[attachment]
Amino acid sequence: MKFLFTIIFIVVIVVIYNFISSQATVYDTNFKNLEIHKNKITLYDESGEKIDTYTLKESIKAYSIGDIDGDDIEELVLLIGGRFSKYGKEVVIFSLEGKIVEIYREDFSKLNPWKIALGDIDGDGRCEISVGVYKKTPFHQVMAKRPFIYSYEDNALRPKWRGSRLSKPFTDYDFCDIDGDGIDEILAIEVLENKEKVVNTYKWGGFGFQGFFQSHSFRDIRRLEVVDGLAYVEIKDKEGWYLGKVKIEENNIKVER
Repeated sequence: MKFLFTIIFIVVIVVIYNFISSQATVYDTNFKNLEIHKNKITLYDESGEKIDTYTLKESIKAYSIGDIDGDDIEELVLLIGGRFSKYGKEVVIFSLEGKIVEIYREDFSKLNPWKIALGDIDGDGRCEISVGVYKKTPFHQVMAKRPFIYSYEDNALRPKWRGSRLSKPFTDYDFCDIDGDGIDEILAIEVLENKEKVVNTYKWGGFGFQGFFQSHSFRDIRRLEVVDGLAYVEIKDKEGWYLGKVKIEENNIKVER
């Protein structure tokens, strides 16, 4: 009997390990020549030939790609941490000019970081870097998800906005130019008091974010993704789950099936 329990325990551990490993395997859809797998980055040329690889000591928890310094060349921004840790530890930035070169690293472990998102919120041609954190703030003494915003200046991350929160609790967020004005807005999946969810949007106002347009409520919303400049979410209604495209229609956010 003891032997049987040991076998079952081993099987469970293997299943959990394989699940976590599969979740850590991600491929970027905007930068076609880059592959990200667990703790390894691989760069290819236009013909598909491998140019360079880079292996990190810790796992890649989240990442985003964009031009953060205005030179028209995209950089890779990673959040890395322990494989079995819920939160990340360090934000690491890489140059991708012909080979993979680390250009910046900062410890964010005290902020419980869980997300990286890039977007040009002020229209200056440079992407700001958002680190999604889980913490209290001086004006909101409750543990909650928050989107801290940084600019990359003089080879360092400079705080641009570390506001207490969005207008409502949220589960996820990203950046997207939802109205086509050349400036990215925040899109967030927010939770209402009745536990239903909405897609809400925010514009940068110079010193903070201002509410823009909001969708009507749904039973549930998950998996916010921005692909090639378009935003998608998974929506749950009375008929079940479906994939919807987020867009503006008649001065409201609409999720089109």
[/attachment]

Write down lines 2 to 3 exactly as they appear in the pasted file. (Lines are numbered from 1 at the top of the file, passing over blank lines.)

Repeated sequence: MKFLFTIIFIVVIVVIYNFISSQATVYDTNFKNLEIHKNKITLYDESGEKIDTYTLKESIKAYSIGDIDGDDIEELVLLIGGRFSKYGKEVVIFSLEGKIVEIYREDFSKLNPWKIALGDIDGDGRCEISVGVYKKTPFHQVMAKRPFIYSYEDNALRPKWRGSRLSKPFTDYDFCDIDGDGIDEILAIEVLENKEKVVNTYKWGGFGFQGFFQSHSFRDIRRLEVVDGLAYVEIKDKEGWYLGKVKIEENNIKVER
């Protein structure tokens, strides 16, 4: 009997390990020549030939790609941490000019970081870097998800906005130019008091974010993704789950099936 329990325990551990490993395997859809797998980055040329690889000591928890310094060349921004840790530890930035070169690293472990998102919120041609954190703030003494915003200046991350929160609790967020004005807005999946969810949007106002347009409520919303400049979410209604495209229609956010 003891032997049987040991076998079952081993099987469970293997299943959990394989699940976590599969979740850590991600491929970027905007930068076609880059592959990200667990703790390894691989760069290819236009013909598909491998140019360079880079292996990190810790796992890649989240990442985003964009031009953060205005030179028209995209950089890779990673959040890395322990494989079995819920939160990340360090934000690491890489140059991708012909080979993979680390250009910046900062410890964010005290902020419980869980997300990286890039977007040009002020229209200056440079992407700001958002680190999604889980913490209290001086004006909101409750543990909650928050989107801290940084600019990359003089080879360092400079705080641009570390506001207490969005207008409502949220589960996820990203950046997207939802109205086509050349400036990215925040899109967030927010939770209402009745536990239903909405897609809400925010514009940068110079010193903070201002509410823009909001969708009507749904039973549930998950998996916010921005692909090639378009935003998608998974929506749950009375008929079940479906994939919807987020867009503006008649001065409201609409999720089109």